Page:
The Communist Party’s plan is for every one of its 1.4 billion citizens to be at the whim of a dystopian social credit system, and it’s on track to be fully operational by the year 2020.

An active pilot program has already seen millions of people each assigned a score out of 800 and either reap its benefits or suffer its consequences — depending on which end of the scale they sit.

Under the social credit scheme, points are lost and gained based on readings from a sophisticated network of 200 million surveillance cameras — a figure set to triple in 18 months.

The program has been enabled by rapid advances in facial recognition, body scanning and geo-tracking.

The data is combined with information collected from individuals’ government records — including medical and educational — along with their financial and internet browsing histories. Overall scores can go up and down in “real time” dependent on the person’s behavior, but they can also be affected by people they associate with.

“If your best friend or your dad says something negative about the government, you’ll lose points too,” the Australian Broadcasting Company (ABC) reports.

The mandatory “social credit” system was first announced in 2014 in a bid to reinforce the notion that “keeping trust is glorious and breaking trust is disgraceful,” according to a government document.

In an episode on the ABC’s “Foreign Correspondent,” financial credit system Jie Cong, Tianjin general manager for financial credit system Alipay, summarized the system in black and white.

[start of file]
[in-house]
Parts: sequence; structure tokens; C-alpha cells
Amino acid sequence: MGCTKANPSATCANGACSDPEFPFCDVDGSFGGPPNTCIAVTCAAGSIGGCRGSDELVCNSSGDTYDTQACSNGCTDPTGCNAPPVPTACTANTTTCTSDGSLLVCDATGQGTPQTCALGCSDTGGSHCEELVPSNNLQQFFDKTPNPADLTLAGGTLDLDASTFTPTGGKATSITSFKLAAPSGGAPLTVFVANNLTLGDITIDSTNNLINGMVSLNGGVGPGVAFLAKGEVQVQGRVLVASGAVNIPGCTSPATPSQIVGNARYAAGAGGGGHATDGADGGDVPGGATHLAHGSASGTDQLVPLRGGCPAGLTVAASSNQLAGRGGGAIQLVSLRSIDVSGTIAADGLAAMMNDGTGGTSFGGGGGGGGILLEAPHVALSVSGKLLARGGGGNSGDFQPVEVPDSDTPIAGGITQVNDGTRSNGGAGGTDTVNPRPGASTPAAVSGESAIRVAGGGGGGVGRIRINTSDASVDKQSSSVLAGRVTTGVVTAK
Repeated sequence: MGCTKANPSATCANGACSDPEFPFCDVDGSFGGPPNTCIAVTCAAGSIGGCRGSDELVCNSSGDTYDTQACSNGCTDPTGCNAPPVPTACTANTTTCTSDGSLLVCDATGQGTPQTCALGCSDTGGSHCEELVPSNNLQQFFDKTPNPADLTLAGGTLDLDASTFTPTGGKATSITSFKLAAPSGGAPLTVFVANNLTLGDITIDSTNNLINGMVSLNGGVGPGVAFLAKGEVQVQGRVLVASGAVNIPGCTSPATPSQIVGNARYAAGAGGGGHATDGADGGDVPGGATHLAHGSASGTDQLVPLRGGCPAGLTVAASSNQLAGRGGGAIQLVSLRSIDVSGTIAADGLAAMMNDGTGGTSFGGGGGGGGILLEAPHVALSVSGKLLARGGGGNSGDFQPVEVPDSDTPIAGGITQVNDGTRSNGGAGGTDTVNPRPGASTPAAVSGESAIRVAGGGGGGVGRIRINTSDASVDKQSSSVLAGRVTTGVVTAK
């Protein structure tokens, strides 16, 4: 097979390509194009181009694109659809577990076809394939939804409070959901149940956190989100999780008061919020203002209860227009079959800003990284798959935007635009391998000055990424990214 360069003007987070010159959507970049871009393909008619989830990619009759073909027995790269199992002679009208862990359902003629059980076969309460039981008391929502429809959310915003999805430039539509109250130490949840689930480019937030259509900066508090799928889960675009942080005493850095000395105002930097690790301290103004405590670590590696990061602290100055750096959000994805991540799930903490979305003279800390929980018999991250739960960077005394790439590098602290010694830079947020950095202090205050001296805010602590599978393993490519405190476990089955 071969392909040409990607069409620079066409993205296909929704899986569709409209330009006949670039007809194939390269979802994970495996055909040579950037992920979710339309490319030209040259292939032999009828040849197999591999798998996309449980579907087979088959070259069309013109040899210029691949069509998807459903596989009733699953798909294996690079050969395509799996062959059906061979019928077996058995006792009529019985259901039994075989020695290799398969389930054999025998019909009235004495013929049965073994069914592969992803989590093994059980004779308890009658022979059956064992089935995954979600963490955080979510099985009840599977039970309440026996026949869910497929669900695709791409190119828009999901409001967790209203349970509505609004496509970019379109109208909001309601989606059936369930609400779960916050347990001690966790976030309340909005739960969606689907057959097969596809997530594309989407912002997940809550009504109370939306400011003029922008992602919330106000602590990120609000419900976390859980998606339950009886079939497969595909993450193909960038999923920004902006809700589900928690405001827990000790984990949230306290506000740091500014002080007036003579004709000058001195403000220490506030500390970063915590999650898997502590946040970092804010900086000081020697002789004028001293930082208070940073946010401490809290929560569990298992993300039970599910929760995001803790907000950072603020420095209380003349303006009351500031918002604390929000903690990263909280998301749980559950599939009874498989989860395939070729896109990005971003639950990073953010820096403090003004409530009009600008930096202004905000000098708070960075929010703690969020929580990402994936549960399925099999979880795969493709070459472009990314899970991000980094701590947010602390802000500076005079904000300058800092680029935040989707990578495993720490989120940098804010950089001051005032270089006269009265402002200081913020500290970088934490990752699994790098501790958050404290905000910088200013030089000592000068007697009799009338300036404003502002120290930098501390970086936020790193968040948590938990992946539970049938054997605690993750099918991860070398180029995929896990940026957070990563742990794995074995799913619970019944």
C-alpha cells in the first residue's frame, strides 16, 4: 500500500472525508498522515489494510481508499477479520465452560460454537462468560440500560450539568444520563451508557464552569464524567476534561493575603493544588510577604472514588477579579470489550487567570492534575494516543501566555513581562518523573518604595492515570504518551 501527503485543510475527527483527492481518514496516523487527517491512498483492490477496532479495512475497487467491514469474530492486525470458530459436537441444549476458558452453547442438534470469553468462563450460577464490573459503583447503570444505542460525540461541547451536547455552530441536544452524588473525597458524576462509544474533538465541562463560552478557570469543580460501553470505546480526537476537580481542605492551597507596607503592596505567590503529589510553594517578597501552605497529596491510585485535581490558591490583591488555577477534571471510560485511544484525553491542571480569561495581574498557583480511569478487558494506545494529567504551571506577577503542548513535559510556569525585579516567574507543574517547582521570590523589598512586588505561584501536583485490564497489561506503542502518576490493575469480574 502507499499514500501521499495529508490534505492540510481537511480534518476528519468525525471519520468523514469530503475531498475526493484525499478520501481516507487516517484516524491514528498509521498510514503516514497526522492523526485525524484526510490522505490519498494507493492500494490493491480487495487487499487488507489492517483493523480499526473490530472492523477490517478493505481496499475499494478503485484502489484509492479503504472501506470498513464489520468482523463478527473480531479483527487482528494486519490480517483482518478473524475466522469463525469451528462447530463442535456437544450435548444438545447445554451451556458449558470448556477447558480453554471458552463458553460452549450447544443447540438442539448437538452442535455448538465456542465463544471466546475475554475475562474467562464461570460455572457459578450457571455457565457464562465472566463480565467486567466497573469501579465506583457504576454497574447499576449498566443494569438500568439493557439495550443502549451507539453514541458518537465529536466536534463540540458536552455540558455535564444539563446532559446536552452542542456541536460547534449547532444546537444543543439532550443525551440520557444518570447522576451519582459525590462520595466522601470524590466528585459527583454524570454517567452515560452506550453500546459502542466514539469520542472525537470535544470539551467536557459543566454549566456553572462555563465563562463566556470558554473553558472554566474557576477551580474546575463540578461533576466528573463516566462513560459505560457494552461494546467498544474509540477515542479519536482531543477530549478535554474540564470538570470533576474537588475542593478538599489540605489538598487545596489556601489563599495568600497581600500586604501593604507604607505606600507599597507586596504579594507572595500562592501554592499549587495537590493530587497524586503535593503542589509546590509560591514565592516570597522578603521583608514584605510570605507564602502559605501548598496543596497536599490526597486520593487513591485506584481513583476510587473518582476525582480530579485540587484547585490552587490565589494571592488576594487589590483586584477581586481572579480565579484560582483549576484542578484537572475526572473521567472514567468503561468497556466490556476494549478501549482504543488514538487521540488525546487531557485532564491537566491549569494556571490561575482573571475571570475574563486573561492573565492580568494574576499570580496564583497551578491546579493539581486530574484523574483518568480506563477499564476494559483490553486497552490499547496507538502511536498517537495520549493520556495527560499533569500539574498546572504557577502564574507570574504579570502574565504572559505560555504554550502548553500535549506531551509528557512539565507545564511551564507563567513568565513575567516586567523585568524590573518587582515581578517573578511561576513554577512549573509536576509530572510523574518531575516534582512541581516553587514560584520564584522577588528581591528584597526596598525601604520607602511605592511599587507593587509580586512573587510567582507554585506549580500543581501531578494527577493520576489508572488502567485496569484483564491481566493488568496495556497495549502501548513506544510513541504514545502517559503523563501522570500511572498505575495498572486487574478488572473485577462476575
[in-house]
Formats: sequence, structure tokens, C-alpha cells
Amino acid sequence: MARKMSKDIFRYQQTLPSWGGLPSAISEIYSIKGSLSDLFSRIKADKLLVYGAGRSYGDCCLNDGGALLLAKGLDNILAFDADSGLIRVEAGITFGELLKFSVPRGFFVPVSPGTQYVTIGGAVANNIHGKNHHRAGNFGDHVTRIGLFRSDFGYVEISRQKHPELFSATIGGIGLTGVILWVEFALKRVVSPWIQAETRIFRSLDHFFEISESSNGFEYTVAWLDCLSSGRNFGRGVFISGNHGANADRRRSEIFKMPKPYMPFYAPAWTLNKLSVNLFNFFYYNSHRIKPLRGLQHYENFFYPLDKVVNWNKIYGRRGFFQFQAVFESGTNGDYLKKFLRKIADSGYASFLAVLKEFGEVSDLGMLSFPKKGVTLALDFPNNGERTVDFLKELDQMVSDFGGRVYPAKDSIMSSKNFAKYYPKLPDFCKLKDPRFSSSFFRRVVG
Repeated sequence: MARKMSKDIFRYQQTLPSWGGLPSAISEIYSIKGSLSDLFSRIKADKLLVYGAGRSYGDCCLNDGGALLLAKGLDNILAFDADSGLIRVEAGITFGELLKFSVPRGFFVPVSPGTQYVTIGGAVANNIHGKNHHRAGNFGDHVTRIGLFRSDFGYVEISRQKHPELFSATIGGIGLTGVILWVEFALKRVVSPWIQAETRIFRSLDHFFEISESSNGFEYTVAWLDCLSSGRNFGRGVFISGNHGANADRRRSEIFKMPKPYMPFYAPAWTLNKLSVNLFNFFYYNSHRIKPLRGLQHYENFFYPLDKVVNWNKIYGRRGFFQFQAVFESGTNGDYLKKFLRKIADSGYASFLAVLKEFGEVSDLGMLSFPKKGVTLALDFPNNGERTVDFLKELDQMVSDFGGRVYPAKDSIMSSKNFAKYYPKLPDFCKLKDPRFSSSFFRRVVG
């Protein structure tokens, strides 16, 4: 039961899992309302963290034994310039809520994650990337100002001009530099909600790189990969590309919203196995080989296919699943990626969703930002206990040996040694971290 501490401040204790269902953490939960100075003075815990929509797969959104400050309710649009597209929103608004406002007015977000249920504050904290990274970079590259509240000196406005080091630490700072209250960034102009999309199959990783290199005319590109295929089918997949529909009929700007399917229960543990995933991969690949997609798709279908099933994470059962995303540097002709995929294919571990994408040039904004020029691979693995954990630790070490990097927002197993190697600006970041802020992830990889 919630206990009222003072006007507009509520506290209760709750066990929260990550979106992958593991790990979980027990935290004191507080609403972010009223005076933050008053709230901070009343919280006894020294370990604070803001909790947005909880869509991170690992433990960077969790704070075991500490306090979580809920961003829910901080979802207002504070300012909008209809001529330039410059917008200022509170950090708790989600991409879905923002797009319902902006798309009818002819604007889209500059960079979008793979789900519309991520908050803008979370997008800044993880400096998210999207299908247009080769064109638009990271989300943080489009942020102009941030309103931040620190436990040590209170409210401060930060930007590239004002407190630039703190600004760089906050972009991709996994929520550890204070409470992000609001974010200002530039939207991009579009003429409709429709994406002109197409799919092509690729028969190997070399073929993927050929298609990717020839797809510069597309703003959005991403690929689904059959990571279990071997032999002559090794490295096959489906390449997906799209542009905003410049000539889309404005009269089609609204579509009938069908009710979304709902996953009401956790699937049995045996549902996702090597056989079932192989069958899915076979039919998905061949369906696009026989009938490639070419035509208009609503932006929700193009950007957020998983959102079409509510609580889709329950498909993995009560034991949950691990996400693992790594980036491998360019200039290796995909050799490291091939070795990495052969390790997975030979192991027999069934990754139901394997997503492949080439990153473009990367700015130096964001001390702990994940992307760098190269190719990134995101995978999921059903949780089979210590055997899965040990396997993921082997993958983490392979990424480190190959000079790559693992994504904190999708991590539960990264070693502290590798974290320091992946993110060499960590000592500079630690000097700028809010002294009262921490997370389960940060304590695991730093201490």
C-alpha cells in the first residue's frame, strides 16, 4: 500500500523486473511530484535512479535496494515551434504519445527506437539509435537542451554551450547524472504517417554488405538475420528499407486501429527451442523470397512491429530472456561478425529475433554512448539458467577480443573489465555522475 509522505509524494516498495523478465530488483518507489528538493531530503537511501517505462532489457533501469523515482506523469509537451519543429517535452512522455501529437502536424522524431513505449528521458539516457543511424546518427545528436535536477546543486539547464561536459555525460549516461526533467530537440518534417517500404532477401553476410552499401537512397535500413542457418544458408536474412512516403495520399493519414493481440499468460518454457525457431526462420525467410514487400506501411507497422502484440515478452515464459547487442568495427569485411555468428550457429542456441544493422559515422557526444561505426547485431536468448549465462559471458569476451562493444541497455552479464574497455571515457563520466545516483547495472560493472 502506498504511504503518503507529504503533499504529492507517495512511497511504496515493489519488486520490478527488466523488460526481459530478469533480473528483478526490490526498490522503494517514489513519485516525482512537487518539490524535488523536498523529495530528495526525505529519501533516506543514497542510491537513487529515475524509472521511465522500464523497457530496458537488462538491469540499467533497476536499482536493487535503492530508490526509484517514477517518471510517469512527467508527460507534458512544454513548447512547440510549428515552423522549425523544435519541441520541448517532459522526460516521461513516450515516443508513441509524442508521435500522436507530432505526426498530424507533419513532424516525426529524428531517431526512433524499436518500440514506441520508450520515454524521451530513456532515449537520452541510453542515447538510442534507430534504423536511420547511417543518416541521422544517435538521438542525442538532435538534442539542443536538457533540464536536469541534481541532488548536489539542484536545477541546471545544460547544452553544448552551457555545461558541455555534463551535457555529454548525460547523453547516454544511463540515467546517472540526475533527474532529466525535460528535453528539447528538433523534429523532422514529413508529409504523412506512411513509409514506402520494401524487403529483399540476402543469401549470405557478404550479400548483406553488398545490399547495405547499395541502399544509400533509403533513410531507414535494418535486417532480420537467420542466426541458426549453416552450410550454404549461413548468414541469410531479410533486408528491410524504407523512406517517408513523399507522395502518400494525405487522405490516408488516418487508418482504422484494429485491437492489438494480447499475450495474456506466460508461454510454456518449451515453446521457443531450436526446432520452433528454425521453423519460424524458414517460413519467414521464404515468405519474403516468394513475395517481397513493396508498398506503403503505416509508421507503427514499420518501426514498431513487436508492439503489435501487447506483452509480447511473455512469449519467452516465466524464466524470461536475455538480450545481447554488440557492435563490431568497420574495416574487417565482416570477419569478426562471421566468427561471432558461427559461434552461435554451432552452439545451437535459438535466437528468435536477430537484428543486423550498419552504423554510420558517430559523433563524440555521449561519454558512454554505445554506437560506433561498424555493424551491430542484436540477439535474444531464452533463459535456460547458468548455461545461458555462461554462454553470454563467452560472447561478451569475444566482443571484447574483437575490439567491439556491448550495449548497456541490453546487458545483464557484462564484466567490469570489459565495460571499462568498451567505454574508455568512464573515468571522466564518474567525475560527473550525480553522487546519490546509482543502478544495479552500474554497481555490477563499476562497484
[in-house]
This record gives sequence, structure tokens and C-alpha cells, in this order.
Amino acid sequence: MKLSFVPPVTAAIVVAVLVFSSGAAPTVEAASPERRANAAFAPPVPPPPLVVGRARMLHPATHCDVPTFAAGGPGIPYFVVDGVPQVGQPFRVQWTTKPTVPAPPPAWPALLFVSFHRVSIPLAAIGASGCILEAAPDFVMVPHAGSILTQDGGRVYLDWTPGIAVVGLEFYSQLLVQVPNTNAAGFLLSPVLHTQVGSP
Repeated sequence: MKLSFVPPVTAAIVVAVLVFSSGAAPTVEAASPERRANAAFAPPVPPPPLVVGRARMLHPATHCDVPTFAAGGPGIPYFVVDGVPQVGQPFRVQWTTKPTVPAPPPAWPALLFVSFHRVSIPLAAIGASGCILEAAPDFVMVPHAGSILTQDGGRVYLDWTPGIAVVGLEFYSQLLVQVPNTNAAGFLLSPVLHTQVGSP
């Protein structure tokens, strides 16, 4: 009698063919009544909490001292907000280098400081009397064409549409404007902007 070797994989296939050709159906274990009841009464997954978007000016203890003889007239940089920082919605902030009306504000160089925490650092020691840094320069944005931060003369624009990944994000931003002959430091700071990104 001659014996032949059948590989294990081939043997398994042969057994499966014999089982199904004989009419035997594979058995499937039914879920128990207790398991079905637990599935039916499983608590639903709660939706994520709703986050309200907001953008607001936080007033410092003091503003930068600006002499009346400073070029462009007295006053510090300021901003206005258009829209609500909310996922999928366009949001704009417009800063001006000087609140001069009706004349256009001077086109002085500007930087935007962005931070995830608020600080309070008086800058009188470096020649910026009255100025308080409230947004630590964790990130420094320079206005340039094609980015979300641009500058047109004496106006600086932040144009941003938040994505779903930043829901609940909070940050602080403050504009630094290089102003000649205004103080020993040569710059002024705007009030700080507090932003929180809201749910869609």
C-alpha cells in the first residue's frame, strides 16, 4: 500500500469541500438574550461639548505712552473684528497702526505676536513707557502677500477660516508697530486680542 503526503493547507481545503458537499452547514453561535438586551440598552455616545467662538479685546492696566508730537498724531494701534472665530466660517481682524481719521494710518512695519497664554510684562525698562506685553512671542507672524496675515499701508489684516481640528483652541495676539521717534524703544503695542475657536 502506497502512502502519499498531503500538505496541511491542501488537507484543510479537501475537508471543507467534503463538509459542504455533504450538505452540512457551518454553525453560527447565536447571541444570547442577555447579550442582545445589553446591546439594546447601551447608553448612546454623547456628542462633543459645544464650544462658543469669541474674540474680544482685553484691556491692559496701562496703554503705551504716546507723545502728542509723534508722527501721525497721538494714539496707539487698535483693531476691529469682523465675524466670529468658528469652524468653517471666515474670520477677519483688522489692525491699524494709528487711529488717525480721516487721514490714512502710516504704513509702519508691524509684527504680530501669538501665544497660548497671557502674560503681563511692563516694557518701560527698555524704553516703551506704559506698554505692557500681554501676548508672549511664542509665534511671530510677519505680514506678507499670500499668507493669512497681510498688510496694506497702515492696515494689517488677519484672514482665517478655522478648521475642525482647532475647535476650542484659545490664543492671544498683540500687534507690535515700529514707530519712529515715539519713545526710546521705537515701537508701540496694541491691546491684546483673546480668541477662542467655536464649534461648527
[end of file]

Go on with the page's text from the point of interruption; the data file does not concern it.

“If people keep their promises they can go anywhere in the world,” he said. “If people break their promises they won’t be able to move an inch.”

Under the system, those deemed to be “top citizens” are rewarded bonus points.

The benefits of being ranked on the higher end of the scale include waived deposits on hotels and rental cars, VIP treatment at airports, discounted loans, priority job applications and fast-tracking to the most prestigious universities.

Dandan, a young mother and marketing professional, is proud of her high score. If she keeps it up her infant son will be more likely to get into a top school.

“China likes to experiment in this creative way…I think people in every country want a stable and safe society,” she said.

“We need a social credit system. We hope we can help each other, love each other and help everyone to become prosperous.”

Now you might become a little jumpy when both China and Apple use the same verbage: “Trust Score.”  Hmmm.  So, dig a little further and you can read a host of articles about how China and Apple have been linked because it is so much cheaper to produce I Phones in China, saving Apple billions of dollars.  

This is one such article from The Daily Caller.  Writers Lieberman and Pickrell write about how Apple “contributes to the suppression of human rights and internet freedom” to become the ninth largest company in the world (not just tech company, company of any kind).  

• So it is no coincidence that the “Trust Score” rating in China begins to bleed into the United States via the Apple Company.  

Once again, perhaps it is time for me to get rid of my Apple devices!  Jesus warned us of this time over 2000 years ago, so don’t be surprised by it.

But I have said these things to you, that when their hour comes you may remember that I told them to you.  John 16:4